Google Lat Long: A new Google Maps app for smartphone and tablets

Google is releasing a new map program for tablets. Since the demise of the original mapping program that came stock with Apple iPads and iPhones until iOS 5, I have felt that neither the Apple replacement nor the Google free-standing app have been as good as the original. I look forward to trying the new Lat Long out.

For the record (and I hope Google reads my blog!) there are a few peculiarities that I wish they would fix. Don't get me wrong, all of these popups for great restaurants and flags showing where your friends are sounds really cool, but I just don't need those features as much as I need features for great driving and getting un-lost experiences.

Here are a few of my suggestions:

  • When the big blue line covers a proposed route, don't let the line obscure the street names or route numbers. VERY annoying when driving. Very annoying.
  • Allow the "traffic" view to be your default (I mean, why wouldn't it be?)
  • When you zoom in to get a better view it sometimes suddenly shifts into a sort of pseudo-3D view and the map starts swinging around. You quickly lose perspective of where you are and which way you are going. Lose that or make it an option. Allow your direction to be straight toward the top of the screen. That is how most of us think about where we are. The road we are traveling is always ahead of us (at least it should be.
  • When you are driving and looking at the map in "traffic" view, allow the map to be projected out to the next screenful by pressing an icon on the screen. It could be the FF icon ">>". What I mean is this: Let's say your scale makes the screen width equal to 2 miles. When you press the >> icon, it would progress forward on the street/road you are on by 2 miles. Repeated presses would jump you forward in 2 mile increments.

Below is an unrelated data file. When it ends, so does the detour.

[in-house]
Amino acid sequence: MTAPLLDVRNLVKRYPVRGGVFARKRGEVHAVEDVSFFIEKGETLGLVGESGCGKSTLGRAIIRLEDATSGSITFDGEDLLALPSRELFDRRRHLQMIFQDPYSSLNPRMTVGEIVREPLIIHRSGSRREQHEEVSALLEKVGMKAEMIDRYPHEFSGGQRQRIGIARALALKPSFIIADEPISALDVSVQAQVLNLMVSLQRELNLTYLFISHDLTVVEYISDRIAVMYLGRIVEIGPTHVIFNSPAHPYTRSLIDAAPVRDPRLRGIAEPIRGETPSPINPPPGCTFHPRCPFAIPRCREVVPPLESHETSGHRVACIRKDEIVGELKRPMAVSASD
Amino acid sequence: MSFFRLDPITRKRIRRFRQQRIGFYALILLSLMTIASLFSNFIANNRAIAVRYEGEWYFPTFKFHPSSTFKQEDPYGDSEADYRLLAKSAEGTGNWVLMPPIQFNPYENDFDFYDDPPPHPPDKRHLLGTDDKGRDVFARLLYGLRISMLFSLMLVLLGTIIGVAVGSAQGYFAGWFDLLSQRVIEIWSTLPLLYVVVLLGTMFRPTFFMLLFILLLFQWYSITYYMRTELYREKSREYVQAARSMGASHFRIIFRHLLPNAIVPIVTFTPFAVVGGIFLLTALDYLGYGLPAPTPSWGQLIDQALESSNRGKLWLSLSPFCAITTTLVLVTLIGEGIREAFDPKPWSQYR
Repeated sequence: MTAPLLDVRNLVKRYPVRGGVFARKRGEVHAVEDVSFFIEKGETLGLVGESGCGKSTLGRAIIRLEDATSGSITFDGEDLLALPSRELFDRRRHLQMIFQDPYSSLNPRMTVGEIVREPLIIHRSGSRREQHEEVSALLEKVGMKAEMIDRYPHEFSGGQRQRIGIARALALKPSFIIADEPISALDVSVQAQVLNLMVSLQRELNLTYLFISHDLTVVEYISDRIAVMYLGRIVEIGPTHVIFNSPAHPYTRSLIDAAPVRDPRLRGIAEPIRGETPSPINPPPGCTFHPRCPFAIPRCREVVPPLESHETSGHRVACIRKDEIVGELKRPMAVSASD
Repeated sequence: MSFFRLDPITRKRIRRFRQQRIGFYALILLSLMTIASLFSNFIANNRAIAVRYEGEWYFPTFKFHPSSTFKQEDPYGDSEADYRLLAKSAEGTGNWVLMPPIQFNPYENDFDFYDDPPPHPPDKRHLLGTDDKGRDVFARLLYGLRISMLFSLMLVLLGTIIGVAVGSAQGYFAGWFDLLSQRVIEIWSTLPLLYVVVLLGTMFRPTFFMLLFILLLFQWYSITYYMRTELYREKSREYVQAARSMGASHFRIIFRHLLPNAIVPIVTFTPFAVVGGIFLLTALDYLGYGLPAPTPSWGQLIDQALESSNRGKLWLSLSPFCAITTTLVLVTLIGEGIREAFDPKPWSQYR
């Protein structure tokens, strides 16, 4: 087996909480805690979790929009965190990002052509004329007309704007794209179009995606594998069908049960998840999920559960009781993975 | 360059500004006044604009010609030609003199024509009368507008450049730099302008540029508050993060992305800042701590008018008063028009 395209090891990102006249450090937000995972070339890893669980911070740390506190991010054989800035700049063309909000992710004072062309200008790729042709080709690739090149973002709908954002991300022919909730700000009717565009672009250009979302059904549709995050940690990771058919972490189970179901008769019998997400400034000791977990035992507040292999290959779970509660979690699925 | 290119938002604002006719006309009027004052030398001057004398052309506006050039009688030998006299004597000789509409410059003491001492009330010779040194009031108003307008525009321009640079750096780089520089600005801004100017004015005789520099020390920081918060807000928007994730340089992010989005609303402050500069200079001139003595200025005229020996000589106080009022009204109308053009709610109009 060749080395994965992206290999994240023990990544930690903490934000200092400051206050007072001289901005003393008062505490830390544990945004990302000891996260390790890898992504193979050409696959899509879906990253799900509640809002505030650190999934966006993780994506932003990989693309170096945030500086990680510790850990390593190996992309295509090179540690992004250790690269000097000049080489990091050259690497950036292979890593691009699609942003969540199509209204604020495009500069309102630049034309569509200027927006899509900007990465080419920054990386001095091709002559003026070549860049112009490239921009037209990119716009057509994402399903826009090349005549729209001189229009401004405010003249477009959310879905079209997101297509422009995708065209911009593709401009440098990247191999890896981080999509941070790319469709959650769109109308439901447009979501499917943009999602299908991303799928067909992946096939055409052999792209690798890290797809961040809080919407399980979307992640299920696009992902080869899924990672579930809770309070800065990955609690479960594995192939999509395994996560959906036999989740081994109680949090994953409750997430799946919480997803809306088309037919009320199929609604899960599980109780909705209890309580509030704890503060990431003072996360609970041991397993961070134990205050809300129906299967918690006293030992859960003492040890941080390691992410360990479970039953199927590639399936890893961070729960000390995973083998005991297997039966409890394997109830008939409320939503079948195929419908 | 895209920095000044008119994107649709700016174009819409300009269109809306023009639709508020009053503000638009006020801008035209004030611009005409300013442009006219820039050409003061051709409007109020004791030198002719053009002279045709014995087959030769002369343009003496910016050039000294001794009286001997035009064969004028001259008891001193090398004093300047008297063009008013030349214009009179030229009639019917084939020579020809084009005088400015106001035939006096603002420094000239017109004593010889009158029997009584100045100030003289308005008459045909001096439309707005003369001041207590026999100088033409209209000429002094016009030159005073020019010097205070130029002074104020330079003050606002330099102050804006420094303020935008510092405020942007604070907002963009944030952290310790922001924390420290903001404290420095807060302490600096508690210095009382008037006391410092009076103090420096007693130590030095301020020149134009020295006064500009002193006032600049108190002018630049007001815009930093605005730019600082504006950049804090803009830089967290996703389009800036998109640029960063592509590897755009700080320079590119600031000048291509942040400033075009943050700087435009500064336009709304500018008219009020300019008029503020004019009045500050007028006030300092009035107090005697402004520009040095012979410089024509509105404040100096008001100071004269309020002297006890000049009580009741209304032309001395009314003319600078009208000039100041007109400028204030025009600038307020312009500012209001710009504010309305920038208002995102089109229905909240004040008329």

• Take that same metaphor and make an icon that looks like >> When you press this icon, you would be whooshed forward on the same road you currently are on (or along your route if you are following a route) up to the point where there is a blockage or traffic issue. Once there, it would give you an indication of how far ahead of you the problem is, so you can make adjustments or just wait it out if it doesn't look so bad.
  • Remember that even though we may be driving, we might be glancing at our tabs from time to time to figure out where we are. Make it easy to maneuver the program with one hand and make it both left and right handed so that your thumb can comfortably access the icons and control buttons.
Well, that about covers it for now as I embark upon a road trip midday. I hope Google is listening. I know the NSA is...

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